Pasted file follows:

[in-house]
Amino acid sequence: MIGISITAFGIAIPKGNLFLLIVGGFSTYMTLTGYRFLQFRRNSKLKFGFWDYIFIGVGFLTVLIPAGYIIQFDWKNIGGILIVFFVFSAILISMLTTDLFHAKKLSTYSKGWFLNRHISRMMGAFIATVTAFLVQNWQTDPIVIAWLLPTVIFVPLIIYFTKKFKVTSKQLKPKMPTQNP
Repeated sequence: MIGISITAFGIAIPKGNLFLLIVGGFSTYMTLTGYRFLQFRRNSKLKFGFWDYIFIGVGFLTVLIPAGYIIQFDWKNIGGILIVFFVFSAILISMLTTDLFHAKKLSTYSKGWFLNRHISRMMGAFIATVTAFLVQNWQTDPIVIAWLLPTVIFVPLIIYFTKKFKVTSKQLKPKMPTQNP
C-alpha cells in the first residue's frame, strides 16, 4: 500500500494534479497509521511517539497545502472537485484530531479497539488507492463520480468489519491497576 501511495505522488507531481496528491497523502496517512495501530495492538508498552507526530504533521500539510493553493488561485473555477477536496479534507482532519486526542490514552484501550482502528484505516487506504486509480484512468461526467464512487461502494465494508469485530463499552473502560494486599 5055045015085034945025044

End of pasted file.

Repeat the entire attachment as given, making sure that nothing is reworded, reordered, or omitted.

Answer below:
[in-house]
Amino acid sequence: MIGISITAFGIAIPKGNLFLLIVGGFSTYMTLTGYRFLQFRRNSKLKFGFWDYIFIGVGFLTVLIPAGYIIQFDWKNIGGILIVFFVFSAILISMLTTDLFHAKKLSTYSKGWFLNRHISRMMGAFIATVTAFLVQNWQTDPIVIAWLLPTVIFVPLIIYFTKKFKVTSKQLKPKMPTQNP
Repeated sequence: MIGISITAFGIAIPKGNLFLLIVGGFSTYMTLTGYRFLQFRRNSKLKFGFWDYIFIGVGFLTVLIPAGYIIQFDWKNIGGILIVFFVFSAILISMLTTDLFHAKKLSTYSKGWFLNRHISRMMGAFIATVTAFLVQNWQTDPIVIAWLLPTVIFVPLIIYFTKKFKVTSKQLKPKMPTQNP
C-alpha cells in the first residue's frame, strides 16, 4: 500500500494534479497509521511517539497545502472537485484530531479497539488507492463520480468489519491497576 501511495505522488507531481496528491497523502496517512495501530495492538508498552507526530504533521500539510493553493488561485473555477477536496479534507482532519486526542490514552484501550482502528484505516487506504486509480484512468461526467464512487461502494465494508469485530463499552473502560494486599 5055045015085034945025044